September candidate blog v2

The great office return - what is the new 'working' normal?

After the lifting of coronavirus restrictions, professionals in the UK have gradually been returning to offices in recent weeks,. While many companies have adopted a flexible hybrid arrangement that combines remote and office work, others have called their employees back full time.

Some office workers welcome the routine, while others are concerned about how it will work without everyone in at the same time. As an employee moving to a new working model, you may well have questions including:

How many days should be spent in the office?

Do traditional working hours still apply?

Does “remote” mean working from home, or dialling in from a holiday home in Spain?

Welcome to the world of work 2021.


‘No point if I come into the office and end up doing video calls’

According to research published earlier this year by PwC, less than one in five executives say they want to return to the office as it was pre-pandemic. The new office of 2021 is a meeting space for teams to interact and brainstorm new ideas, rather than a location you’re expected to work from daily.

Several studies have shown that people do still want to come into work for social and collaborative purposes. A FinderUK study found that 30% of remote workers say they struggle with loneliness. While some companies and departments might have gone fully remote for the foreseeable future, other organisations are offering alternative working models.


The hybrid model

In a typical hybrid workplace, employees have the choice of working in a central office, working from home or splitting their time between the two. Employees might be able to choose the area of the office that best suits the type of work they need to do at that moment, whether it’s focusing on a task in a quiet zone or getting up to speed with colleagues over a coffee. The hybrid office gives staff the complete freedom to choose where and when they do their best work.

In a hybrid workplace, flexible workers can utilise their time better. They can:

  • choose to avoid commuting at busy times
  • fully focus on tasks without the noises and interruptions of the traditional office
  • work when they’re feeling most productive

The downsides are that in a hybrid workplace it can be difficult to form or maintain relationships with colleagues. If you’re not sharing the same physical space, you can’t just stroll over to a colleague’s desk for a casual chat or to ask a question.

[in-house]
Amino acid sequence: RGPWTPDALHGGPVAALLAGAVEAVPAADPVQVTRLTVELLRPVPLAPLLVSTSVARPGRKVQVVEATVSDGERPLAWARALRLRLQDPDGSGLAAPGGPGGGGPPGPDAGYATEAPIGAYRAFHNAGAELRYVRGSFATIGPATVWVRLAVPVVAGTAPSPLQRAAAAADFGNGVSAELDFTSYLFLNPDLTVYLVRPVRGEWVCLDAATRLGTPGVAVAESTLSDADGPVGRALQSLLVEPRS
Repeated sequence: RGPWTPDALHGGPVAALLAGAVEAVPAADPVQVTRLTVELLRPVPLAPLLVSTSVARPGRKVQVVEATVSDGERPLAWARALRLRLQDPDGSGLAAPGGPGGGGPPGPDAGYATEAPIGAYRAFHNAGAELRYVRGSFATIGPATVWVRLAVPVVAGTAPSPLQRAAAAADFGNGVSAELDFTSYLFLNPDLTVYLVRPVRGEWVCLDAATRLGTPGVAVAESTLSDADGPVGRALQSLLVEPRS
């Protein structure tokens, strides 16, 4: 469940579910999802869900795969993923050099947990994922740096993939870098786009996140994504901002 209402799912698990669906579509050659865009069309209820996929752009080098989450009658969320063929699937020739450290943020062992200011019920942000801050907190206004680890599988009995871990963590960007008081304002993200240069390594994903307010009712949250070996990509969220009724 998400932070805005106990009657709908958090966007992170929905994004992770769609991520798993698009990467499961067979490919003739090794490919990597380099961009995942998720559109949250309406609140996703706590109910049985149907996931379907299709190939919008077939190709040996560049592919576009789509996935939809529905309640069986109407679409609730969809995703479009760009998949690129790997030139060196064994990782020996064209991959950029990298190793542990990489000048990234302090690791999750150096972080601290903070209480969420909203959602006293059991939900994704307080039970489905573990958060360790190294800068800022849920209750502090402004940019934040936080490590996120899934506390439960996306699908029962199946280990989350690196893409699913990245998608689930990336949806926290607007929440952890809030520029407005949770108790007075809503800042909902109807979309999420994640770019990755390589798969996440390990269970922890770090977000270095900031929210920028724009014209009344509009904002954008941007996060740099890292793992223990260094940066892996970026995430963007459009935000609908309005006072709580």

This gap in the employee experience becomes even more pronounced when some employees continue to work in the office, creating perceived in-groups that can leave remote workers feeling left out, less favoured and isolated. 


The new office layouts

COVID-19 caused many businesses to reconsider their reliance on traditional office space set up. Many offices have rethought their working spaces entirely and implemented a range of social distancing measures. Nowadays many offices will incorporate a mixture of versatile spaces designed to support employees across different tasks, such as standing desks where people can log in with their own laptops, relaxed lounges for catching up on emails, soundproofed booths for phone meetings, and coffee areas for informal team chats. 


Permanent remote working

In a 2020 SurveyMonkey study, employees who worked remotely reported feeling happier than their colleagues who remained working in the office. There are lots of reasons for this, from the psychological benefits of taking full control of their schedules to simply having a dog by their side as they work. Being able to dress casually, cook more and spend time with family all contribute to this boost in mood. 

In an ideal situation, employees are judged on their results rather than on their behaviour – they no longer have to ‘look busy’ when the manager is around but set out to achieve their objectives in their own time. This instils trust in employees and gives them a sense of self-motivation. Recent research from Cardiff and Southampton universities shows that the majority of people working from home are as productive, if not more, than they are in the office.

Remote workers may work longer hours and take shorter breaks than their in-office counterparts. They worry that because they are out of sight, their in-office colleagues may perceive them to be slacking off, so they have a tendency to overcompensate by working late or making themselves available outside traditional work hours. 


Full time office-based working

After over a year at home for many, some employees are excited about returning to an office space that allows for more work/life separation and in-person engagement. For those that have distractions at home or just don’t like remote working being office based can have many advantages. Office-based employees may have perks such as snacks, catered lunches or an in-house gym. Although permanent office-based workers may miss out on the flexibility that remote working can bring.



The hub-and-spoke model is becoming more popular. With this approach, businesses set up smaller presences in urban “hubs” and suburban “spokes,” allowing for more flexible commute times and smaller office space commitments. The hub-and-spoke model gives workers added flexibility in ways, including cutting down on commuting times, costs and busy public transport. However, the downside can be sharing office space with different companies.

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